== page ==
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Geoff Coombe
Geoff Coombe
Wildlife &
Training Consultant
P.O. Box 781
Williamstown,
SA 5351
AUSTRALIA

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dot Commonly Asked Questions about Snakes  
     
 
Just click on any of these question to reveal the answer. Click again to hide it.

Q1. Which is the largest snake in the world?

Q2. Which is the largest snake in Australia?

Q3. Which is the largest venomous snake in Australia?

Q4. Which is potentially the most dangerous (venomous) snake in Australia?

Q5.What is anti-venom and why is it not available at all hospitals?

Q6. Why do we say some snakes are venomous and not poisonous?

Q7. What is venom? What is it for?

Q8. Do pythons crush their prey?

Q9. What do Australian snakes eat?

Q10. Is it true that if I have lizards in my garden then I don't have snakes?

Q11. Why, how, and how often do snakes shed their skins?

Q12. How far can snakes live from where they shed their skin?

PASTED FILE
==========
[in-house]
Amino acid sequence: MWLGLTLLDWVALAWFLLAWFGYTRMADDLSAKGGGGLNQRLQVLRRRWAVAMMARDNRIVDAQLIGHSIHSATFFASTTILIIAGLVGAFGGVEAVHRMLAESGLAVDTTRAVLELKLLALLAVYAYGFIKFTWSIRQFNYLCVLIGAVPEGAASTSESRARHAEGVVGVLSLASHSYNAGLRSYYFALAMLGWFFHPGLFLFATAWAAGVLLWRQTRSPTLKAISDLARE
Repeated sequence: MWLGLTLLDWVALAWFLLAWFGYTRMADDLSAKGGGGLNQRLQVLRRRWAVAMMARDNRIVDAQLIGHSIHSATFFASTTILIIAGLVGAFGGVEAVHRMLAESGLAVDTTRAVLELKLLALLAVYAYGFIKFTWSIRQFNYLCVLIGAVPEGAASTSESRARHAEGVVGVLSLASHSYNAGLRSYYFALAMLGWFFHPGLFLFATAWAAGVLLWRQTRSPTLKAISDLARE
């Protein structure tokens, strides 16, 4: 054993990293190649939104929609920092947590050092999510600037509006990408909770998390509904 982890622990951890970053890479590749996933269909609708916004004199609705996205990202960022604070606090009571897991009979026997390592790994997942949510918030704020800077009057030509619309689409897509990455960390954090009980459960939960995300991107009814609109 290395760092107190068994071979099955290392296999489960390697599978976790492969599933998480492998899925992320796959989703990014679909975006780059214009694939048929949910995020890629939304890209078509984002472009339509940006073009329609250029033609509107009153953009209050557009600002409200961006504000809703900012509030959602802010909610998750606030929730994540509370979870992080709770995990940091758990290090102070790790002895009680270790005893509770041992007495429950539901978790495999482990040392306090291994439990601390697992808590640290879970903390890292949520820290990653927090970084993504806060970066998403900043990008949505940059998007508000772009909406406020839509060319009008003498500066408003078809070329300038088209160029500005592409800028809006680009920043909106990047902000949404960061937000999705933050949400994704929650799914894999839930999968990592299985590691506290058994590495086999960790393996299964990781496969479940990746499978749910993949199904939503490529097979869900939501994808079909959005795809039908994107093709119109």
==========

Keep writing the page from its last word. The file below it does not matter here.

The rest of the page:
Q13. Do snakes come out at night?

Q14. How long can snakes hold their breath underwater for?

Q15. Can snakes bite underwater?

Q16. How many young can a snake give birth to at a time?

Q17. If there is a snake in my garden can I get rid of it?

Q18. If you're out camping and you get bitten by a venomous snake, what should you do?

Q19. How do you know when a snake has reached sexual maturity?

Q20. Are snakes good for anything?

Q21: If I want to keep reptiles, do I need a permit?

References

  • Clinical Toxinology Resources. Website:www.toxinology.com
  • CSL Biosciences (undated). Snake Venom Detection Kit Technical Information. CSL Biosciences
  • Greene, Harry W. (1997). Snakes. The Evolution of Mystery in Nature. University of California Press
  • Greer, Allen (1997). The Biology and Evolution of Australian Snakes. Surrey Beatty &Sons Pty Ltd
  • Menez, Andre (2003). The Subtle Beast. Snakes, from Myth to Medicine. Taylor & Francis

Other useful references include:

  • Judd, Mark & White, Julian (1994). A South Australian Handbook on Bites and Stings. South Australian Museum and Women's and Children's Hospital, Adelaide
  • Shine, Rick (1993). Australian Snakes. A Natural History. Reed
  • Carl H. Ernst & George R. Zug (1996). Snakes in Question. CSIRO Publishing
  • Thomson, Bruce (2004). Australia's Most Deadly and Dangerous Beasts. Thomas C. Lothian Pty Ltd

The content of this page was created by the Mount Pleasant Natural Resource Centre in collaboration with Geoff Coombe.


 
 
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